To avoid any of these problems and to give our customers good and lasting value, we decided to only use H3 treated plywood for our floors. Sure, it costs us a few extra dollars, but we prefer to compete on quality rather than on price — even though we believe our prices are very competitive anyway, regardless of the extra quality that’s stock standard on all our products.
6. What dimension is the framing timber?
The framing is what the basic structure of the shed is made of, and what holds up the wall cladding and the roof. It’s the skeleton of the shed. Just like a strong man needs strong and healthy bones to keep his whole body up and to give his muscles something firm to attach to, likewise a solid shed needs a sturdy frame to keep up the roof and to attach the cladding to.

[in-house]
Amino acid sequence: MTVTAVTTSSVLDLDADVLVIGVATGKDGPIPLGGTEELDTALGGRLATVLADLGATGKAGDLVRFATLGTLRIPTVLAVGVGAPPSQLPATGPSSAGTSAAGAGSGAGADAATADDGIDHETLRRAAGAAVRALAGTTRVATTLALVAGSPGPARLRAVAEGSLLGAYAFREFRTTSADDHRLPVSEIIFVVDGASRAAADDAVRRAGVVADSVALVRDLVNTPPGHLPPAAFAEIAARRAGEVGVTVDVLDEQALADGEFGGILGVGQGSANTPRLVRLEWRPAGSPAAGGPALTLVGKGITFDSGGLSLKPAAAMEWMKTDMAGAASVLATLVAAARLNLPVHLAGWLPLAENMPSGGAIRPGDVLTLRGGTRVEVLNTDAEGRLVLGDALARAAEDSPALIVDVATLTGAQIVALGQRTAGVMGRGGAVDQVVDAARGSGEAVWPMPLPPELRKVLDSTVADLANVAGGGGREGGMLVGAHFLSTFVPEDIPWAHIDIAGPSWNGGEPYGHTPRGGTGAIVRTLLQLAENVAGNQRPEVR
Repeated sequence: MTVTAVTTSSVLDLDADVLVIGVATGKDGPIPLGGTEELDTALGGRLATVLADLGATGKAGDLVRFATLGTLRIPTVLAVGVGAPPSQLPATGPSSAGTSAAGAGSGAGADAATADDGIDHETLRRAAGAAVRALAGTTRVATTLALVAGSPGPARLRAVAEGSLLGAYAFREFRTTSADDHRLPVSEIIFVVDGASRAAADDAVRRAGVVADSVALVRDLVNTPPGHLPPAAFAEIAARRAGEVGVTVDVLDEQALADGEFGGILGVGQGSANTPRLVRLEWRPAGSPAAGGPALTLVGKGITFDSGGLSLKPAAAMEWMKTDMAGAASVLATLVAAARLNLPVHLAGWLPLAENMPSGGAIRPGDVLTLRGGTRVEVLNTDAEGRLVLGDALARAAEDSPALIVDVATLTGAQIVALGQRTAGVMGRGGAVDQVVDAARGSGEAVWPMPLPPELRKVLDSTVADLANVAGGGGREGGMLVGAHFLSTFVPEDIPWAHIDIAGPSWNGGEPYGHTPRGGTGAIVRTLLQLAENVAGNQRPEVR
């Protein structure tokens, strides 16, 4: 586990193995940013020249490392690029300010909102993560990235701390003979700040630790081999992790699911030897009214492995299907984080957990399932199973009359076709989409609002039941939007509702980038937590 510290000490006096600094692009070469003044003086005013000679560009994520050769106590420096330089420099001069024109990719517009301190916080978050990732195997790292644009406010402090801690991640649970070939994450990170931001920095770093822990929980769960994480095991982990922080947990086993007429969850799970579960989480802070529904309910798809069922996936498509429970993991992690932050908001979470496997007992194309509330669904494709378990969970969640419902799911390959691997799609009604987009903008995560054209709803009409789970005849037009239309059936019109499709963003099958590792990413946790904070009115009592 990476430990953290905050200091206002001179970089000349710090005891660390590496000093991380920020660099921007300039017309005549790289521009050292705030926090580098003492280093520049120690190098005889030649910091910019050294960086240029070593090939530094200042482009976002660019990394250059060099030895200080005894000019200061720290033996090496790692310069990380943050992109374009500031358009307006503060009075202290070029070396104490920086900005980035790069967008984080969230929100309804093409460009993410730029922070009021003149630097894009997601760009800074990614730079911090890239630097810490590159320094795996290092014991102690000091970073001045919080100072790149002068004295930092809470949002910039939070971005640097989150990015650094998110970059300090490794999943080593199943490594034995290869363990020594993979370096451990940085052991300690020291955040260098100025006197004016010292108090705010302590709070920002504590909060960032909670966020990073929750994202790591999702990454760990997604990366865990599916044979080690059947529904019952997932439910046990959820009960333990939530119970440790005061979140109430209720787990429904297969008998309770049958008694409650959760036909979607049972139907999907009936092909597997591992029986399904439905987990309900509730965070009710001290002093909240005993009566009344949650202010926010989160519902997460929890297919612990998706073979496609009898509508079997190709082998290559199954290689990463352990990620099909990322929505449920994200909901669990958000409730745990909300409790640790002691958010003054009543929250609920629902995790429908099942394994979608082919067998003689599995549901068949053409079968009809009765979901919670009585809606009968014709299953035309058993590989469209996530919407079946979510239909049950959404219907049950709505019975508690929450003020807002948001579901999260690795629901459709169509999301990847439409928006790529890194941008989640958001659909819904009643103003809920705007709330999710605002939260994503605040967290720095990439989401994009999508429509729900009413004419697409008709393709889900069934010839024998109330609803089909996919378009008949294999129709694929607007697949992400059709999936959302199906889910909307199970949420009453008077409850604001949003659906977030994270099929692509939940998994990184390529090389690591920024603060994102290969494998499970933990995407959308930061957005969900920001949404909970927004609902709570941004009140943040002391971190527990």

It is amazing to see how many sheds there are on the market today that use 45x45mm framing timber, even for fairly large sheds. An average grown man is able to break this kind of timber with his bare hands. So why do people use it for framing a shed? Simple.. because it’s cheaper.
For any shed larger than a dog kennel or a small chicken coop, we always use at least 90x45mm (or similar, like 140x32mm) framing timber, the same as what has been used for donkeys years in our homes (good old “four by two,” or “two by four” for the yankees among us). You can see some good examples of sturdy framing in our Tom Good sheds.
7. How far apart are the studs?
Not only do some cheapskates out there use 45x45mm framing timber, on top of that they space them so far apart that you’d need a treasure map just to find a place to hang a picture! Placing studs at 600mm intervals is pretty standard in the building industry, but apparently not so standard once you start looking at the generous range of garden sheds out there, including those from “reputable” retailers and big box stores.